The world was on edge while awaiting the outcome of the US presidential election over the last week. Many of the battleground states showed marginal differences between the two candidates, in the region of 0.02%, with the week ending in widespread uncertainty over who might become the next President. On Saturday, however, Joe Biden seemed to have taken the election.
As the market opened on Monday, we saw general “risk-on” behaviour across all asset classes. This was but an inkling of what was to come. Around midday, Pfizer released an update on its vaccine progress and revealed its trials are showing a 90% effective rate in preventing Covid-19. As soon as this news broke, a frenzy gripped the market, with risk assets gaining wildly. It was difficult to spot the loser in the market as broad-based buying was seen across the whole spectrum of risky assets. This in turn resulted in the ZAR strengthening to 20.03 against the Pound Sterling and to 15.20 against the Greenback.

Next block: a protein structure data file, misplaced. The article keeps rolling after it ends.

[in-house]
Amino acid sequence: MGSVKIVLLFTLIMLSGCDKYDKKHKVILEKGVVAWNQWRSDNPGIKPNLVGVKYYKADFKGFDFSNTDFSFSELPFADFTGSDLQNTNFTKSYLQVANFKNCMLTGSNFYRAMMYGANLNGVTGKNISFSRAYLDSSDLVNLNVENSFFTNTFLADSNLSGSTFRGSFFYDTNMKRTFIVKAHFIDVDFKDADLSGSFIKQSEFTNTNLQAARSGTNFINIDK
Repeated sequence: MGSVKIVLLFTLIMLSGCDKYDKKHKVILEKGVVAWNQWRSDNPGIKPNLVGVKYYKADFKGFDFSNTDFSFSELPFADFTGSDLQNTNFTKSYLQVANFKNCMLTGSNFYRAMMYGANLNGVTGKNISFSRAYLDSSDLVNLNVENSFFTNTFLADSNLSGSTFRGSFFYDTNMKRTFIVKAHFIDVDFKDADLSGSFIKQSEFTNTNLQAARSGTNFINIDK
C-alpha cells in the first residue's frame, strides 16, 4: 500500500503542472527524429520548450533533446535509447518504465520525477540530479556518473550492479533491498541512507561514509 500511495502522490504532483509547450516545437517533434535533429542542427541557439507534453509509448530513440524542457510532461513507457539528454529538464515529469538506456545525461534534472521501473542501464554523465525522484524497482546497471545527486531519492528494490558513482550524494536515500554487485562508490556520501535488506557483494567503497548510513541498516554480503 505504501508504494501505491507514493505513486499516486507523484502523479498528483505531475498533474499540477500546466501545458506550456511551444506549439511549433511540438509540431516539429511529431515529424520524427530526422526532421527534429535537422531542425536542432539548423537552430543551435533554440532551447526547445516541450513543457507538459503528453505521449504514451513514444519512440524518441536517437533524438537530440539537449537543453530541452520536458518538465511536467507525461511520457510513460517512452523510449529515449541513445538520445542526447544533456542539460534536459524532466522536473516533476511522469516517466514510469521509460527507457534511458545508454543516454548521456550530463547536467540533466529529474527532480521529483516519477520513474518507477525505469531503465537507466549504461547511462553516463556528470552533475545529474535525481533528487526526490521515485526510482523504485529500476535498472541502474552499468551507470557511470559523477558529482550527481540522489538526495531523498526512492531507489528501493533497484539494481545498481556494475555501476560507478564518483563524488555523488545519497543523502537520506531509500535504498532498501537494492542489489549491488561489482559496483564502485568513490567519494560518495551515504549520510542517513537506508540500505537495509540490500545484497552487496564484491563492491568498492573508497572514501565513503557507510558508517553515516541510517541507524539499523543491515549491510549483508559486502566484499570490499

It remains to be seen how long this rally in the ZAR will hold, as underlying fiscal problems do remain. Right now, the Rand is piggybacking off the global risk sentiment, but it should be noted that this can change relatively quickly with one headline or bit of news. Furthermore, there are rumours that the South African government is considering imposing new restrictions as second waive concerns arise.
In the new week it is advised to keep a close eye on global developments, as a multitude of factors are at play that can influence the currency markets. The main factors to consider include the continued rise of second wave Covid-19 infections across Europe and the US, Trump’s reluctance to accept the election results, whether SA does reimpose harsher restrictions and any news on the vaccine. Overall, it will be a volatile week, not even considering the data events on the horizon.
Market event calendar
Wednesday 11 November
- EU: ECB President Lagarde Speech
- NZ: Interest rate decision
Thursday 12 November
- US: CPI Data
- UK: GDP Data
Friday 13 November
- EU: GDP Data